When you send a letter through the U.S. mail with a stamp and a delivery address, you can be fairly certain that your letter is going to arrive safely in a few days. This isn’t always the case with email. While you shouldn’t run into many email deliverability issues if you are following best practices and sending high-quality content to your mailing list, there’s always the possibility of being added to a blacklist or facing some other email deliverability issue that will cause a percentage of the messages that you send out to not be delivered or be redirected to subscribers’ spam folders. For this reason, it’s important to follow best practices and proactively monitor your mailing list for any issues that might hinder the deliverability of your messages.
Use an Email Service Provider (ESP)
In order to make sure that every message possible makes it in the inbox of your subscribers, you should always use an email service provider like MailChimp, Drip or Aweber. If you run your own mail server, you are likely to make configuration mistakes that will reduce your delivery rates. You will need to find your own mailing list software and you will also have to actively monitor the reputation of both your sending IP address (the internet address that your email delivers from) and your domain name. Use an ESP and let them handle all of this technical infrastructure. They will make sure you are following best practices to make sure that your messages actually get in your subscribers’ inboxes.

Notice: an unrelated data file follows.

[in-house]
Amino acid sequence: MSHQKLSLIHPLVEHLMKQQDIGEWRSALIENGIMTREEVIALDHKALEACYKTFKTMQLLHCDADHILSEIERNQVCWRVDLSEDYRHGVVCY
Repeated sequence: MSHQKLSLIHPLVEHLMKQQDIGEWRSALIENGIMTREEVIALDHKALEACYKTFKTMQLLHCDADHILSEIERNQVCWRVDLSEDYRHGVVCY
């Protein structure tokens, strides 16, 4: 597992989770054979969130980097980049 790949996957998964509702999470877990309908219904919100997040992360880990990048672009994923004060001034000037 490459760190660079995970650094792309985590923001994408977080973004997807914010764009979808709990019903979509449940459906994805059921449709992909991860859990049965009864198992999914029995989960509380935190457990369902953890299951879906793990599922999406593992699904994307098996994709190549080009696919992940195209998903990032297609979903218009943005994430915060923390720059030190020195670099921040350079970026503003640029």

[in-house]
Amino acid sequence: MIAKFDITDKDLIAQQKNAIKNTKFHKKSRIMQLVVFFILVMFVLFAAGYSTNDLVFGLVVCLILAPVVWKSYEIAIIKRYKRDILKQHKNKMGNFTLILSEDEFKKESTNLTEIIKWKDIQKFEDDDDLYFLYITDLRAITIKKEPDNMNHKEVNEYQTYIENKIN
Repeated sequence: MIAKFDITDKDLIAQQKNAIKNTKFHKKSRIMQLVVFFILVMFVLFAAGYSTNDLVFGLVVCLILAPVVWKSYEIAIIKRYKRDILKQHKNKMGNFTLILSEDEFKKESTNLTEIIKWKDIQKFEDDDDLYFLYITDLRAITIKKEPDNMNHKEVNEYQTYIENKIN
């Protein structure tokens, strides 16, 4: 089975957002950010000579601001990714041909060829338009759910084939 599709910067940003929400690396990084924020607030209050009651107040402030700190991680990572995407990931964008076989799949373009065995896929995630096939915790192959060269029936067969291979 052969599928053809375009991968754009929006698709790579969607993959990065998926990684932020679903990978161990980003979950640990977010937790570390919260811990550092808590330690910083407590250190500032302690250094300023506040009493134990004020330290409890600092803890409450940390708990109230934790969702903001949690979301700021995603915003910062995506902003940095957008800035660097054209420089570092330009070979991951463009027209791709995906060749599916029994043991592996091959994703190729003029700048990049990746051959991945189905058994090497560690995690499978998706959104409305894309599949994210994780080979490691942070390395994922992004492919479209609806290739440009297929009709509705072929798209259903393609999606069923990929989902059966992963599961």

If you are paying less than $250.00 per month for your email service provider, know ahead of time that you might not be getting the best support in the world. ESPs make their real money from selling enterprise plans to large customers. They aren’t always concerned with keeping people that have $25.00 or $50.00 per month plans happy with their services. You will typically receive the level of service that you pay for. If you are on a lower cost plan, know that you will need to take a more active role in monitoring and managing your email deliverability rates.